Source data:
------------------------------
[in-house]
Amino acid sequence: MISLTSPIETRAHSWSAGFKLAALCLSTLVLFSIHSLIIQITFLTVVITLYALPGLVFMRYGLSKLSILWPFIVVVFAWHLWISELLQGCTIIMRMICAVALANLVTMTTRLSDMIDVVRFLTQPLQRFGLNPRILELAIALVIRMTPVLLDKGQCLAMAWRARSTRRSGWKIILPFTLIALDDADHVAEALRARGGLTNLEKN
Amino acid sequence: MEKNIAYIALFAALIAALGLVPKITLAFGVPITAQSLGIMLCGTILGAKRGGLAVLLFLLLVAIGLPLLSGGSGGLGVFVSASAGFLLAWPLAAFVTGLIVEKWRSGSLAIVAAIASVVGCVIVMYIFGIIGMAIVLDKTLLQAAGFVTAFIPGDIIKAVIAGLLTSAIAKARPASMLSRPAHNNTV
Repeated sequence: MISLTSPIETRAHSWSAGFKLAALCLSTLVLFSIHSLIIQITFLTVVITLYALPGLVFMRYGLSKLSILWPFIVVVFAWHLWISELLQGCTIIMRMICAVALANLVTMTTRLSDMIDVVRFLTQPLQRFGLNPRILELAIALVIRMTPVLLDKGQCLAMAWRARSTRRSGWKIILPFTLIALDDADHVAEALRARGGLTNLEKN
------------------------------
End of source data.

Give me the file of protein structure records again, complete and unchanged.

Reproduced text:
[in-house]
Amino acid sequence: MISLTSPIETRAHSWSAGFKLAALCLSTLVLFSIHSLIIQITFLTVVITLYALPGLVFMRYGLSKLSILWPFIVVVFAWHLWISELLQGCTIIMRMICAVALANLVTMTTRLSDMIDVVRFLTQPLQRFGLNPRILELAIALVIRMTPVLLDKGQCLAMAWRARSTRRSGWKIILPFTLIALDDADHVAEALRARGGLTNLEKN
Amino acid sequence: MEKNIAYIALFAALIAALGLVPKITLAFGVPITAQSLGIMLCGTILGAKRGGLAVLLFLLLVAIGLPLLSGGSGGLGVFVSASAGFLLAWPLAAFVTGLIVEKWRSGSLAIVAAIASVVGCVIVMYIFGIIGMAIVLDKTLLQAAGFVTAFIPGDIIKAVIAGLLTSAIAKARPASMLSRPAHNNTV
Repeated sequence: MISLTSPIETRAHSWSAGFKLAALCLSTLVLFSIHSLIIQITFLTVVITLYALPGLVFMRYGLSKLSILWPFIVVVFAWHLWISELLQGCTIIMRMICAVALANLVTMTTRLSDMIDVVRFLTQPLQRFGLNPRILELAIALVIRMTPVLLDKGQCLAMAWRARSTRRSGWKIILPFTLIALDDADHVAEALRARGGLTNLEKN